BY JEREMY HAWKINS
In the closing scene of “Before Midnight,” Jesse (Ethan Hawke) makes a desperate ploy to salvage his relationship with Céline (Julie Delpy). Their evening has been horrendous—filled with arguments that are clearly bitter rehashes. Céline has announced that she doesn’t love Jesse anymore.
Undeterred, Jesse performs his romantic gesture. Then Céline rejects him. She’s had it up to here. Things look grim for our fateful couple.
It might be weird to admit this, but I’ve grown up with the characters of the Before Franchise—“Before Sunrise” in 1995, “Before Sunset” in 2004, and now the current installment. I say “grown up with,” but really, Jesse and Céline precede me. They’ve always been five or six years older than I am at the time of each film’s release, so watching them over the last 20 years has been like watching an older sibling battle (and now fail) with life’s forthcoming travails.
“Before Midnight” is devastating. Céline and Jesse’s conflict feels painfully real. We’d hoped for better for this young couple, who were ripped apart by Fate in “Before Sunrise,” then reunited in “Before Sunset.” But things have not turned out well.
The main shortcoming of the Before Franchise’s previous installments recurs here: the forcing of too many words and ideas into the actors’ mouths, like Dawson’s Creek for pretentious adults. And I am annoyed by the film’s title. Why “Before Midnight”? My only conclusion (besides the obvious, to maintain the franchise’s naming scheme) is that Céline and Jesse are older now, and midnight is way past their bedtime.
But this is all forgivable, of course, because everything else works. Filled with intelligence and nuance, the anti-romantic “Before Midnight” is an unqualified success of the I-left-the-theater-feeling-sick-and-that-felt-good genre.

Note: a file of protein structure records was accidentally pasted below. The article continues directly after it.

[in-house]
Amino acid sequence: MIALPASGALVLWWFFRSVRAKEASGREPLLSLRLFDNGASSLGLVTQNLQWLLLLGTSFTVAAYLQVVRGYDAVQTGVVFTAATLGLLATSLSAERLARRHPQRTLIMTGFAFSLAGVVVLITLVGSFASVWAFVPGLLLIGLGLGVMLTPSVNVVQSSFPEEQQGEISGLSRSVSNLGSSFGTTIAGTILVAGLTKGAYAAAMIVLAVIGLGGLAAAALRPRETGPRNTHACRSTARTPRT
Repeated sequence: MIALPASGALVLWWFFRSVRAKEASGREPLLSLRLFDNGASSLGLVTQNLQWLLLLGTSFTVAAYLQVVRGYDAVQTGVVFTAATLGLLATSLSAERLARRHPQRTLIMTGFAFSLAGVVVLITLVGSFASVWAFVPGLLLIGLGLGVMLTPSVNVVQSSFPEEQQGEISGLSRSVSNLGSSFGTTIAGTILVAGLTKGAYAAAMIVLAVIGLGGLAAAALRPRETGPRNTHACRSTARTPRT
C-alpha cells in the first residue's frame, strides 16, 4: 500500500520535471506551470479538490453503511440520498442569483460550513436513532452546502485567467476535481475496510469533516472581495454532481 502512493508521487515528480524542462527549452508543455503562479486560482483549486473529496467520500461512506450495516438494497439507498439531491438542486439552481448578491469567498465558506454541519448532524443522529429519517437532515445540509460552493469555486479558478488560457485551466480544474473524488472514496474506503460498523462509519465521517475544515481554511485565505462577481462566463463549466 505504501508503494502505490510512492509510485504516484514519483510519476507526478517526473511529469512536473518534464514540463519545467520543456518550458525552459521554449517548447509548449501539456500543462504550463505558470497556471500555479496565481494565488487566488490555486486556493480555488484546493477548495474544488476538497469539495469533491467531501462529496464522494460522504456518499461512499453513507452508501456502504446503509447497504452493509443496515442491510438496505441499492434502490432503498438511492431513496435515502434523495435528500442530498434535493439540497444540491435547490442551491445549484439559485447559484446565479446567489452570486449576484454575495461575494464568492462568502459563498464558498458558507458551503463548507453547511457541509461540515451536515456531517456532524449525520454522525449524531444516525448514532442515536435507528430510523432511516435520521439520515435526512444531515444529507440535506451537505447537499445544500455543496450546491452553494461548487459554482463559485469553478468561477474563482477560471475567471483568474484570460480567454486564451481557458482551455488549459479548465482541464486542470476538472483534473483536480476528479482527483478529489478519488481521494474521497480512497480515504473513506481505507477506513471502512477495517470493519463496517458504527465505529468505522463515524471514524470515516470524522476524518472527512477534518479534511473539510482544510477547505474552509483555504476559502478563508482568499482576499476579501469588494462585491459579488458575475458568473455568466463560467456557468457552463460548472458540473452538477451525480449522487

Jesse is as boyish and pretentious as ever—he makes inappropriate jokes in all three films, but now he suffers the adult consequences of that immaturity. And while Céline’s passion and anger were neatly obscured by the romantic circumstances of the earlier installments, here they are on full display.
But interestingly, “Before Midnight” doesn’t play the sympathy game. In the war of which character the audience should like more, Céline clearly loses. She is disrespectful beyond belief, and her anger is the flaming center of the film. Though Jesse is at times cocky and immature, in the end his greatest sin seems to be grasping at a doomed relationship.
I watched “Before Midnight” with several friends who argued that the director (Richard Linklater) clearly crammed in too much awfulness. They thought the couple’s extended argument didn’t ring true.
Obviously my friends have never enjoyed a quarrelsome relationship (like me). Nor are they angry people themselves (also like me, I’m afraid). Unfortunately, I saw a lot of myself in Céline: the holding of grievances; the overreacting and mindreading; the backed-into-a-corner relentlessness; and the attendant dissatisfaction and depression that come with being an angry person. For me, someone who has struggled with anger, Delpy’s Céline rings painfully true.
“Before Midnight” hints at an explanation for all this, that humans are naturally dissatisfied animals living in an even more dissatisfying age. There is also a more practical theme here, one that I hope will be explored in future installments of the Before Franchise: Any healthy relationship requires a minimum of two healthy people to succeed.
In the final moments of the movie, Céline caves to Jesse’s romantic ploy. But it is a hollow victory. She’s simply exhausted, tired of fighting. And even while playing along with the moment’s “romance,” Céline wordlessly tells Jesse (in some wonderful acting by Delpy)–You just don’t get it, but I’ll relent, if only for tonight, you sad little man. Jesse doesn’t hear her. Nothing is resolved. It is a heartbreaking moment made even more heartbreaking by its obvious jab at Hollywoodishness. “Here’s your happy ending,” the movie says. “Sucks, doesn’t it.”